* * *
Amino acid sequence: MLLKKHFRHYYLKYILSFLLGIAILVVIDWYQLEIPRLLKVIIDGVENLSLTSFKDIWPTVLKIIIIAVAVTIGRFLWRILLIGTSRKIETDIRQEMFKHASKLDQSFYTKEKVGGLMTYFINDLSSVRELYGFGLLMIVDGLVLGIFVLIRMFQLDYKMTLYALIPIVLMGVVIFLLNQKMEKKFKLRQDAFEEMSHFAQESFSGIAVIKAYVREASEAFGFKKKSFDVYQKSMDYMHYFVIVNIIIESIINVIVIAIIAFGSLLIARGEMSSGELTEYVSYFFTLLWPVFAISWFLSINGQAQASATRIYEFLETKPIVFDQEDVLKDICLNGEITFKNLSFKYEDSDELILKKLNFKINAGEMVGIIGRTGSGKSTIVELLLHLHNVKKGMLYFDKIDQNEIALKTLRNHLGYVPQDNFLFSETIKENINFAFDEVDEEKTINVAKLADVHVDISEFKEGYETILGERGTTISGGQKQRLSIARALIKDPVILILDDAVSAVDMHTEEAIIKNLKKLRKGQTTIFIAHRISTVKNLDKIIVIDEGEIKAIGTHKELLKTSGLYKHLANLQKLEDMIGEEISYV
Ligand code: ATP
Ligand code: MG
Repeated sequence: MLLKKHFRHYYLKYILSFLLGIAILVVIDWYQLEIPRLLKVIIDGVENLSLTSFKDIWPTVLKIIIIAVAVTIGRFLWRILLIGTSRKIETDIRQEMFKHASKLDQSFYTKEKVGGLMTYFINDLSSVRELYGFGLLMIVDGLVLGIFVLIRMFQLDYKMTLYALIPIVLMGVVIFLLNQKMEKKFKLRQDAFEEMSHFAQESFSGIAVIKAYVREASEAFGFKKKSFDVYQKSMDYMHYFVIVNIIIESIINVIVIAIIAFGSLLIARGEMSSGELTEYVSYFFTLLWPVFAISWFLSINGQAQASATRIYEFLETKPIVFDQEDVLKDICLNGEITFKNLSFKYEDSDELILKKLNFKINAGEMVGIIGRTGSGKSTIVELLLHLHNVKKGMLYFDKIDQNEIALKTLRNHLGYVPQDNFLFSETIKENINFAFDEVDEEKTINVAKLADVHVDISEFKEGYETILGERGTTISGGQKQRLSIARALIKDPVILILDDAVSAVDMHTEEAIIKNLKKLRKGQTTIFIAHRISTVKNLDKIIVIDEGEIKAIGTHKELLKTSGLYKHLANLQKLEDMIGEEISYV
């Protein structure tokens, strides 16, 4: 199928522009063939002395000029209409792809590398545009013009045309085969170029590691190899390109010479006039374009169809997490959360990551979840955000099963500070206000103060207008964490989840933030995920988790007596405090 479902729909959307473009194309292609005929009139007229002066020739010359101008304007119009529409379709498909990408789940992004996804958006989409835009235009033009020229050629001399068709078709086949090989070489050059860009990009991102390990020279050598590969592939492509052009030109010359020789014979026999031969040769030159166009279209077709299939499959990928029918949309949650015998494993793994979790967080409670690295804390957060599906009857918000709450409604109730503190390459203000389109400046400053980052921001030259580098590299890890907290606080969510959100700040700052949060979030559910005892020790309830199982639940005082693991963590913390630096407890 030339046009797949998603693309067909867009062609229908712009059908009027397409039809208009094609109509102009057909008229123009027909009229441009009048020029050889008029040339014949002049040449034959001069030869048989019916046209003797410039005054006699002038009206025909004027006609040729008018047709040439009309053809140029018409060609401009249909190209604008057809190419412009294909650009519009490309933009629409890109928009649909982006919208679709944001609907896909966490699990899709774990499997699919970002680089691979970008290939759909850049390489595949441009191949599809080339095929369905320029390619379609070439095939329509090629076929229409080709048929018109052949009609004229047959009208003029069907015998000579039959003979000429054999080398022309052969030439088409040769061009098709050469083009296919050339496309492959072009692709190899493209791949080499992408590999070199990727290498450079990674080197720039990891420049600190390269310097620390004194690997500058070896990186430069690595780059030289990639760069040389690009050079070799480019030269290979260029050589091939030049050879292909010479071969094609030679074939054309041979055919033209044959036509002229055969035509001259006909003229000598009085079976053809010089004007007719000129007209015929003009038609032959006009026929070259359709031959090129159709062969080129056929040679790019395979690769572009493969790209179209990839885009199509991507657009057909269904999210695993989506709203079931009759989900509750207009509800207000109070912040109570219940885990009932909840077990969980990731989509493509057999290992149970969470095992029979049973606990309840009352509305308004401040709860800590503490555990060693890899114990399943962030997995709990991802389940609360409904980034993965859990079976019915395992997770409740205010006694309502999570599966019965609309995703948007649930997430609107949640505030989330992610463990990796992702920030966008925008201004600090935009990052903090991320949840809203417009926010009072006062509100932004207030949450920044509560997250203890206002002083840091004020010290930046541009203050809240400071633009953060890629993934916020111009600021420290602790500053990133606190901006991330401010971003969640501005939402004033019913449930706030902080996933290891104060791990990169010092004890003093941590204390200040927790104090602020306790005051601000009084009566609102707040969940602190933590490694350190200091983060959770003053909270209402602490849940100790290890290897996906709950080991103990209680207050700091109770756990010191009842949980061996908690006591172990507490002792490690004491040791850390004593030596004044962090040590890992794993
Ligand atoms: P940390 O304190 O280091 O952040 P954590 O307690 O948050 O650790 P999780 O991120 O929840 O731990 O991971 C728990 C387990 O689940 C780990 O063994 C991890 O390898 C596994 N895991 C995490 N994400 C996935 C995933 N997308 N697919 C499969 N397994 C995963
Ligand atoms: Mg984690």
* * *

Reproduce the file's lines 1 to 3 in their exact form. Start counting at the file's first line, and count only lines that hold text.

Amino acid sequence: MLLKKHFRHYYLKYILSFLLGIAILVVIDWYQLEIPRLLKVIIDGVENLSLTSFKDIWPTVLKIIIIAVAVTIGRFLWRILLIGTSRKIETDIRQEMFKHASKLDQSFYTKEKVGGLMTYFINDLSSVRELYGFGLLMIVDGLVLGIFVLIRMFQLDYKMTLYALIPIVLMGVVIFLLNQKMEKKFKLRQDAFEEMSHFAQESFSGIAVIKAYVREASEAFGFKKKSFDVYQKSMDYMHYFVIVNIIIESIINVIVIAIIAFGSLLIARGEMSSGELTEYVSYFFTLLWPVFAISWFLSINGQAQASATRIYEFLETKPIVFDQEDVLKDICLNGEITFKNLSFKYEDSDELILKKLNFKINAGEMVGIIGRTGSGKSTIVELLLHLHNVKKGMLYFDKIDQNEIALKTLRNHLGYVPQDNFLFSETIKENINFAFDEVDEEKTINVAKLADVHVDISEFKEGYETILGERGTTISGGQKQRLSIARALIKDPVILILDDAVSAVDMHTEEAIIKNLKKLRKGQTTIFIAHRISTVKNLDKIIVIDEGEIKAIGTHKELLKTSGLYKHLANLQKLEDMIGEEISYV
Ligand code: ATP
Ligand code: MG